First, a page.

Against this backdrop, we expect diversified portfolios to deliver returns that are consistent with historical norms. Our widely used 60/40 stock-bond proxy portfolio produces an assumed return of 7.0% over the forecast horizon. While not as high as last year’s return assumption of 7.2%, this level is consistent with meaningful capital appreciation for long-term investors.
Across key component asset classes, our return expectations for most equity sectors are slightly lower relative to a year ago, based largely on higher current valuations. For example, U.S. large capitalization equity return expectations fell from 7.9% last year to 7.0% this year. On a more positive note, however, non-U.S. developed market equity return expectations remained higher due to lower current valuations and a projected decline in the value of the dollar over our forecast horizon. In the eurozone, by way of illustration, we expect equities to deliver a long-term return of 9.7% in USD (down from 10.5% last year).
In fixed income, we expect 10-year U.S. Treasuries to deliver 4.6% (up from 4.0% last year) and U.S. aggregate bonds to provide 5.1% (up from 4.6%). The broad picture is one in which modest changes to portfolio composition can keep investors on track to meet long-term objectives.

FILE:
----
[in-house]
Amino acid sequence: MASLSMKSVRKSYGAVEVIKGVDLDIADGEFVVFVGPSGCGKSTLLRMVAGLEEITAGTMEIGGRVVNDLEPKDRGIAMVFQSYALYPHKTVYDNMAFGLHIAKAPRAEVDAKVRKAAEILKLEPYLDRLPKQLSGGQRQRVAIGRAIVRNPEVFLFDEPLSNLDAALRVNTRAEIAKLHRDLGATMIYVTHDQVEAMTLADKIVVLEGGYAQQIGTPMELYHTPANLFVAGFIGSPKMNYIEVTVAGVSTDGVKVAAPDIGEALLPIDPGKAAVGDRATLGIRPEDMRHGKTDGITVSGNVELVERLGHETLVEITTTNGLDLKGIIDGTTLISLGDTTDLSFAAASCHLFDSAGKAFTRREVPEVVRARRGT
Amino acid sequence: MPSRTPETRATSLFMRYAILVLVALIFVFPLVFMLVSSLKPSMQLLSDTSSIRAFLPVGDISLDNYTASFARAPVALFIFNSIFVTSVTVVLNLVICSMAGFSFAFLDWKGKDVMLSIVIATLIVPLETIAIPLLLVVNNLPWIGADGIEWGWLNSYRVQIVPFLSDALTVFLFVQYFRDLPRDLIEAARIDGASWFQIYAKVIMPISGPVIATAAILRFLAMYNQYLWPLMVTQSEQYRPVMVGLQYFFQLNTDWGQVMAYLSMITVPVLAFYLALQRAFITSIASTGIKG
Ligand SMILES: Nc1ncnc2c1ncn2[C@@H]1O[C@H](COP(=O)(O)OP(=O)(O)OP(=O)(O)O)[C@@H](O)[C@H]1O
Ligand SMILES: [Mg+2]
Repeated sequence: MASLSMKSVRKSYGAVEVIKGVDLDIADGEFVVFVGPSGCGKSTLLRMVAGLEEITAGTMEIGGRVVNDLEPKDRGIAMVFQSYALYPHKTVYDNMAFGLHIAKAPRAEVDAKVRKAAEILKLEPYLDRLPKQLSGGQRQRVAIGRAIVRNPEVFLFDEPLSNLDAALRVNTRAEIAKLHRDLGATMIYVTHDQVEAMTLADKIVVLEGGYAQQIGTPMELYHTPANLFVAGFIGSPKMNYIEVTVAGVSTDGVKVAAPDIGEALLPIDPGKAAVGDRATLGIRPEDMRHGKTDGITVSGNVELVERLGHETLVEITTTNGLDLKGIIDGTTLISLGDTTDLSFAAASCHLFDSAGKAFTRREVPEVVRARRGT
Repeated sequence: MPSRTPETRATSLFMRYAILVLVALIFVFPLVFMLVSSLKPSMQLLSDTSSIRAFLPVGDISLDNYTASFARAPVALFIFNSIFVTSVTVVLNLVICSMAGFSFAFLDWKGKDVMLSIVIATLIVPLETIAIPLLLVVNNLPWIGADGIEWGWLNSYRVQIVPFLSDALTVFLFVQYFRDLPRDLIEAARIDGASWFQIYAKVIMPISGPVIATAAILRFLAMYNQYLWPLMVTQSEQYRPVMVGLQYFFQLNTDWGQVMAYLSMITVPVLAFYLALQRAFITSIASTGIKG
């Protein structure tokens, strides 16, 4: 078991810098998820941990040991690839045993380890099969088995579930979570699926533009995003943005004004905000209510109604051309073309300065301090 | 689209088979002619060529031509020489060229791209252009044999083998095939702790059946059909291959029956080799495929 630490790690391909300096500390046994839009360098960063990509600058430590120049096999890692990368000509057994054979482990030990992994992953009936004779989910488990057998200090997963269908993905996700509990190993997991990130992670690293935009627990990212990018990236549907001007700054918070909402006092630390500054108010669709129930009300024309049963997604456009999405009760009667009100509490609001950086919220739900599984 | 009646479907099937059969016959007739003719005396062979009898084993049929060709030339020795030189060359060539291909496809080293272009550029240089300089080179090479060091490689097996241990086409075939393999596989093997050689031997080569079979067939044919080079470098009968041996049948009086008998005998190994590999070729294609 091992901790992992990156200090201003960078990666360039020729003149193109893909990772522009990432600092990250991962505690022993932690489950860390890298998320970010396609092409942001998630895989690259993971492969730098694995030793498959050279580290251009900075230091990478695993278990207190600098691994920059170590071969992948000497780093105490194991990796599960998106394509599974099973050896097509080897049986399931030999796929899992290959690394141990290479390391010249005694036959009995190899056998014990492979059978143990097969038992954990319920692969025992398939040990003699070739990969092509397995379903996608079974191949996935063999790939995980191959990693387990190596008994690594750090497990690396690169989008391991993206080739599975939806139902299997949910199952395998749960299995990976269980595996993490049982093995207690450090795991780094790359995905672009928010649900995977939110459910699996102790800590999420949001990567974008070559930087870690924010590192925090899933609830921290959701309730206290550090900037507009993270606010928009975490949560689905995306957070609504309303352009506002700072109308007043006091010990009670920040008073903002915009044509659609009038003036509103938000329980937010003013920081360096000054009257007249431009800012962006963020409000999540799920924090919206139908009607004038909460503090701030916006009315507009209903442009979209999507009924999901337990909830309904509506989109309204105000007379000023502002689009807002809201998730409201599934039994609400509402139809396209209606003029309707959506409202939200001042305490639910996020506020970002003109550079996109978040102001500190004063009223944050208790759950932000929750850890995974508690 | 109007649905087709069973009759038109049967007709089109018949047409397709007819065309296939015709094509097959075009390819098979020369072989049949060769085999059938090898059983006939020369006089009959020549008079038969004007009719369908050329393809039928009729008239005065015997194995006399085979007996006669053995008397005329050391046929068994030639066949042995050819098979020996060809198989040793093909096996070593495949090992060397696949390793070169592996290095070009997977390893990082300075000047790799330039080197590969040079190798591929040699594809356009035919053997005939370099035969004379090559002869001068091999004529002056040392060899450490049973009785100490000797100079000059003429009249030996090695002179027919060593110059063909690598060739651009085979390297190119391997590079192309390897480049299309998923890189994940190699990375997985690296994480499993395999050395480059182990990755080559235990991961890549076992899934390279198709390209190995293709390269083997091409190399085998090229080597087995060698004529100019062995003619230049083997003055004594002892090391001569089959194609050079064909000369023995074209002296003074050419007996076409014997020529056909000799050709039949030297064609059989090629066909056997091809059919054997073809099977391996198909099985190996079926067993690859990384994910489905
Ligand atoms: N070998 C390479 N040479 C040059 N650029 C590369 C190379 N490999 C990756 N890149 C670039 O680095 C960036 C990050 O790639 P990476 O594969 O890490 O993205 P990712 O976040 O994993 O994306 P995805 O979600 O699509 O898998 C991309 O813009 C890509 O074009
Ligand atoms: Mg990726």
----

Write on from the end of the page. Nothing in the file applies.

For target date funds, the broad conclusion is similar: Making use of the spectrum of available asset classes will allow a judiciously constructed allocation to deliver targeted levels of risk and return at each stage of the savings-to-spending retirement glide path (Exhibit 1). Although the magnitude of year-over-year changes is modest, managers who have room to be flexible about the weights given to individual components should consider exercising their freedom. For instance, today’s higher interest rate environment may incentivize a gentle tilt toward fixed income, particularly in middle and later plan vintages.